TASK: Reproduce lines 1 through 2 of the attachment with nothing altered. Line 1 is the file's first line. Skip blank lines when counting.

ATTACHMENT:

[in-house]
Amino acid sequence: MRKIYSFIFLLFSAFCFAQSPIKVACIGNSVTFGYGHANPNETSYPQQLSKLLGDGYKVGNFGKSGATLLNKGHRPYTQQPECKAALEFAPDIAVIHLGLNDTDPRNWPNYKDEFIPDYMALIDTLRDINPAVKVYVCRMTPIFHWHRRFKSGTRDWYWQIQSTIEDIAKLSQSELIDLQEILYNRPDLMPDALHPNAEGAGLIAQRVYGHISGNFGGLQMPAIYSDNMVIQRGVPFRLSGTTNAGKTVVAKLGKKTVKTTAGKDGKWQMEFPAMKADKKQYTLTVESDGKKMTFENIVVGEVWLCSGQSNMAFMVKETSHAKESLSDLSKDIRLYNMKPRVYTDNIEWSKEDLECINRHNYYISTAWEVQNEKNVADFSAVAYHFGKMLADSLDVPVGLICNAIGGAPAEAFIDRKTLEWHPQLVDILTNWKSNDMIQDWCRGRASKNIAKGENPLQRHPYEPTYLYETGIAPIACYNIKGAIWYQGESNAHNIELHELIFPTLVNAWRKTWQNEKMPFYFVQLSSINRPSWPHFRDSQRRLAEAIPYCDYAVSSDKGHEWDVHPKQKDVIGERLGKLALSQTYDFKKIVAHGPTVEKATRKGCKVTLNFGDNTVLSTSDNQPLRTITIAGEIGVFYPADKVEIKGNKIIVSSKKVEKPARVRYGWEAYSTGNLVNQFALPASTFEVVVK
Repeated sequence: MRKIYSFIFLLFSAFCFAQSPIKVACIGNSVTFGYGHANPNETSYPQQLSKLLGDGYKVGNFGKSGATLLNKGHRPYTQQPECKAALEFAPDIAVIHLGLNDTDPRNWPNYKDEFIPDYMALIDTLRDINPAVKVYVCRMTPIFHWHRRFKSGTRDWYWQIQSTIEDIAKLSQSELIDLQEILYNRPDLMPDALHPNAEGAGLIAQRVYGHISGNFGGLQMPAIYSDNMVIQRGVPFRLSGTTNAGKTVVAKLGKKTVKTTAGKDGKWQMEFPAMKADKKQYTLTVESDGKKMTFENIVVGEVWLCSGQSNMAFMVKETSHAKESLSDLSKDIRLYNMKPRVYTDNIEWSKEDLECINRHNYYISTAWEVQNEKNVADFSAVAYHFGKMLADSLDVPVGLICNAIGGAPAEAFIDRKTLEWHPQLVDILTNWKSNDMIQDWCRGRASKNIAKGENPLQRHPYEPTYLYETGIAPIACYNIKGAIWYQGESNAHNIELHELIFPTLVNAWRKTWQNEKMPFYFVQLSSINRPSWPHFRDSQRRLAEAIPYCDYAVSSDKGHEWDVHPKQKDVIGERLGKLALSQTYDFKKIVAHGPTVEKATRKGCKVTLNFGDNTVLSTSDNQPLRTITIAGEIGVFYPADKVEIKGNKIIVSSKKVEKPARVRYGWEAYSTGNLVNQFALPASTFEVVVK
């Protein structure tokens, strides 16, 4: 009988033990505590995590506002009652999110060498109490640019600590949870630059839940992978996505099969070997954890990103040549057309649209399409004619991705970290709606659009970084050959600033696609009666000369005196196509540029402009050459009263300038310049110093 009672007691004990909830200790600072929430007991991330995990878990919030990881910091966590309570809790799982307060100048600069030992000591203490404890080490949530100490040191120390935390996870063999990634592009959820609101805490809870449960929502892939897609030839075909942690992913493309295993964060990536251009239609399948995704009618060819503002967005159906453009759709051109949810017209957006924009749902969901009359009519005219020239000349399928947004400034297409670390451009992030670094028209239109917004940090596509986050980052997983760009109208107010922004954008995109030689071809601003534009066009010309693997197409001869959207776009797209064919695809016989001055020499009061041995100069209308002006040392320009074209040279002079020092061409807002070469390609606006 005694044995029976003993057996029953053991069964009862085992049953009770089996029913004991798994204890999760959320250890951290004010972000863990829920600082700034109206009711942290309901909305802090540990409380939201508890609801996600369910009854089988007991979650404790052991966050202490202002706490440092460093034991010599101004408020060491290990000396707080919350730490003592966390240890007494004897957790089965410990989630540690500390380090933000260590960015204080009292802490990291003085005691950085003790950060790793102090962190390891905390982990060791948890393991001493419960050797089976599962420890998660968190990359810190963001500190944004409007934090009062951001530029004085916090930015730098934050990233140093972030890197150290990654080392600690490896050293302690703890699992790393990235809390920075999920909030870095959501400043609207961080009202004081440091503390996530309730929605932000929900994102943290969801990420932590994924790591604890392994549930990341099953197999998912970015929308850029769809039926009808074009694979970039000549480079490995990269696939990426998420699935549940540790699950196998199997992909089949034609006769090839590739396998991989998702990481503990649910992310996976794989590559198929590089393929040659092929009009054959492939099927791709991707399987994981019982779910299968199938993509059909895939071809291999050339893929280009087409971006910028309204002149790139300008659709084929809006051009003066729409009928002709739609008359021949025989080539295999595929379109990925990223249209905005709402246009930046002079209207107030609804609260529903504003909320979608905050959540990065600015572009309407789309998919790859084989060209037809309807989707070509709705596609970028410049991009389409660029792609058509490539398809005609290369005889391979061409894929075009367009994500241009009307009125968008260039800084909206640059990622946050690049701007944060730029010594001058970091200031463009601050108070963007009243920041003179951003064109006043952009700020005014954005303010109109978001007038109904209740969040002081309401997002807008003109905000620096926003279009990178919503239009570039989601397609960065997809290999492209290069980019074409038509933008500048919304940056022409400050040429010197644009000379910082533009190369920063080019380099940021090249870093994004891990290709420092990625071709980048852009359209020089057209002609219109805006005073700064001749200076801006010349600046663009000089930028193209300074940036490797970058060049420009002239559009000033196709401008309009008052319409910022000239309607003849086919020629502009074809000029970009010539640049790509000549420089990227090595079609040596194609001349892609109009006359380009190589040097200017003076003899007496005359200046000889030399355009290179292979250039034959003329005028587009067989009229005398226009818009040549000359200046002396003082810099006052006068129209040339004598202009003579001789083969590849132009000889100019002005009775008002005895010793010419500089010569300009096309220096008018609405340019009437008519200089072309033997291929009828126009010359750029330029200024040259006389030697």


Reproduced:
[in-house]
Amino acid sequence: MRKIYSFIFLLFSAFCFAQSPIKVACIGNSVTFGYGHANPNETSYPQQLSKLLGDGYKVGNFGKSGATLLNKGHRPYTQQPECKAALEFAPDIAVIHLGLNDTDPRNWPNYKDEFIPDYMALIDTLRDINPAVKVYVCRMTPIFHWHRRFKSGTRDWYWQIQSTIEDIAKLSQSELIDLQEILYNRPDLMPDALHPNAEGAGLIAQRVYGHISGNFGGLQMPAIYSDNMVIQRGVPFRLSGTTNAGKTVVAKLGKKTVKTTAGKDGKWQMEFPAMKADKKQYTLTVESDGKKMTFENIVVGEVWLCSGQSNMAFMVKETSHAKESLSDLSKDIRLYNMKPRVYTDNIEWSKEDLECINRHNYYISTAWEVQNEKNVADFSAVAYHFGKMLADSLDVPVGLICNAIGGAPAEAFIDRKTLEWHPQLVDILTNWKSNDMIQDWCRGRASKNIAKGENPLQRHPYEPTYLYETGIAPIACYNIKGAIWYQGESNAHNIELHELIFPTLVNAWRKTWQNEKMPFYFVQLSSINRPSWPHFRDSQRRLAEAIPYCDYAVSSDKGHEWDVHPKQKDVIGERLGKLALSQTYDFKKIVAHGPTVEKATRKGCKVTLNFGDNTVLSTSDNQPLRTITIAGEIGVFYPADKVEIKGNKIIVSSKKVEKPARVRYGWEAYSTGNLVNQFALPASTFEVVVK